In 1771, Luigi Galvani found that the leg of a recently killed frog would twitch when touched with two different metals at the same time.
In the late 1790's, Alessandro Volta showed that chemical action occurs in a moist material in contact with two different metals. The chemical action results in an electric current. The flow of current had made Galvani's frog twitch. Volta collected pairs of disks, consisting of one silver and one zinc disk. He separated the pairs with paper or cloth moistened with salt water. By piling up a stack of such disks, Volta constructed the first battery, called a voltaic pile.
German physicist Georg S. Ohm devised a mathematical law to describe the relationship between current, voltage, and resistance for certain materials. According to the Ohm's law a larger voltage can push a larger current through a given resistance. Also, a given voltage can push a larger current through a smaller resistance.
In 1820, Hans C. Oersted found that an electric current flowing near a compass needle will cause the needle to move. Oersted was the first to show a definite connection between electricity and magnetism.
During the 1820's, Andre Marie Ampere discovered the mathematical relationship between currents and magnetic fields. That relationship is now known as Ampere's law. It is one of the basic laws of electromagnetism.
In the early 1830's, Michael Faraday and Joseph Henry independently discovered that moving a magnet near a coil of wire produced an electric current in the wire. Other experiments showed that electrical effects occur any time a magnetic field changes. Audio and videotape recording, computer disks, and electric generators are based on this principle. James Clerk Maxwell combined all the known laws covering electricity and magnetism into a single set of four equations. Maxwell's equations describe completely how electric and magnetic fields arise and interact. Maxwell made a new prediction that a changing electric field would produce a magnetic field. That prediction led him to propose the existence of electromagnetic waves, which we now know include light, radio waves, and X rays.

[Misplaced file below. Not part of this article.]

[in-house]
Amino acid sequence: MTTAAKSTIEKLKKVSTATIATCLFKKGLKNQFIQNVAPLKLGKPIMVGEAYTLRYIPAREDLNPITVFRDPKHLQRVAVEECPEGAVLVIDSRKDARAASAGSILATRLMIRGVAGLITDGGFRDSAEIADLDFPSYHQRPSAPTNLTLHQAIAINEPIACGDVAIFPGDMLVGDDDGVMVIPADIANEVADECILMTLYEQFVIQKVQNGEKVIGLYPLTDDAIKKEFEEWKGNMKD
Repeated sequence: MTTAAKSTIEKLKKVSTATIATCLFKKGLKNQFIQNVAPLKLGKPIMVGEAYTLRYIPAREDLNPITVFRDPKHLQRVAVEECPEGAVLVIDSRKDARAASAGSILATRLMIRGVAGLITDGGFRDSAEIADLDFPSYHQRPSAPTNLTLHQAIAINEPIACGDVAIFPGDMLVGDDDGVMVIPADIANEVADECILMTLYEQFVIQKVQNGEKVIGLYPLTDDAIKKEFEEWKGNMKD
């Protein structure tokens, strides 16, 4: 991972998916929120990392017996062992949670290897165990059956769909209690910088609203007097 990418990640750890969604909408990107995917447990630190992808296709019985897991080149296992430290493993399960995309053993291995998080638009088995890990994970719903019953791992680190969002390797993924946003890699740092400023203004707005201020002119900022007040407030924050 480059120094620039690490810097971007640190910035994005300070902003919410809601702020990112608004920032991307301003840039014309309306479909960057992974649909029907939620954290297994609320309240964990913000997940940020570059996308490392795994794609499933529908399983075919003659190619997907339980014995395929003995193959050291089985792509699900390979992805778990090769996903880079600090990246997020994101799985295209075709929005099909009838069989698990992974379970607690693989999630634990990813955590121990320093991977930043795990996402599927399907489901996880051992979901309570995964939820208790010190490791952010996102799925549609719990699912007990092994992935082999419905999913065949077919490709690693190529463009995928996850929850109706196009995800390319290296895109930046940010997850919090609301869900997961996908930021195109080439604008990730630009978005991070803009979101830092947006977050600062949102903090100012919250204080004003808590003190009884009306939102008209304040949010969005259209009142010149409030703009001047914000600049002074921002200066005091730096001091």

In the later 1880's, Heinrich R. Hertz showed how to generate the detect radio waves, proving Maxwell correct.
In 1901, Guglielmo Marconi transmitted electromagnetic waves across the Atlantic Ocean, setting the stage for radio, TV, satellite communications, and cellular telephones. G. Johnstone Stoney believed that electric current was actually the movement of extremely small, electrically charged particles. In 1891, Stoney suggested that these particles be called electrons.
In 1897, Joseph John Thomson proved the existence of electrons and showed that all atoms contain them. A research by Robert A. Milikan accurately measured the electron's charge.
Later, scientist found out that electrons can be dislodged from a metal surface in a vacuum tube. A vacuum tube with most of the air removed. The tube contains electrodes with wires that extend through the glass. Linking batteries to the electrodes causes a current of electrons to flow within the tube. Adjusting the voltage can modify the current. Vacuum tubes can amplify, combine, and separate weak electric currents. This invention helped make radio, TV, and other technologies possible.
In 1947, John Bardeen, Walter H. Brattain, and William Shockley invented the transistor. Transistors do the same jobs as vacuum tubes, but they are smaller and more durable, and they use far less energy.
By the 1960's, transistors had replaced vacuum tubes in most electronic equipment. Ever since then, electronics companies have developed ever-smaller transistors. In present time, millions of interconnected transistors fit on a single chip called an integrated circuit. Many scientist hope that new electric devices will actually help curb the growing demand of electric energy.
Computers, for example, can control lights, air conditioning, and heating in buildings to reduce energy use. Compact fluorescent lamps, using miniature electronic circuits, provide the same light as ordinary light bulbs but use only one-fifth as much electric energy. Computer and modern communication systems enable people to work at home and save energy they would have used for transportation.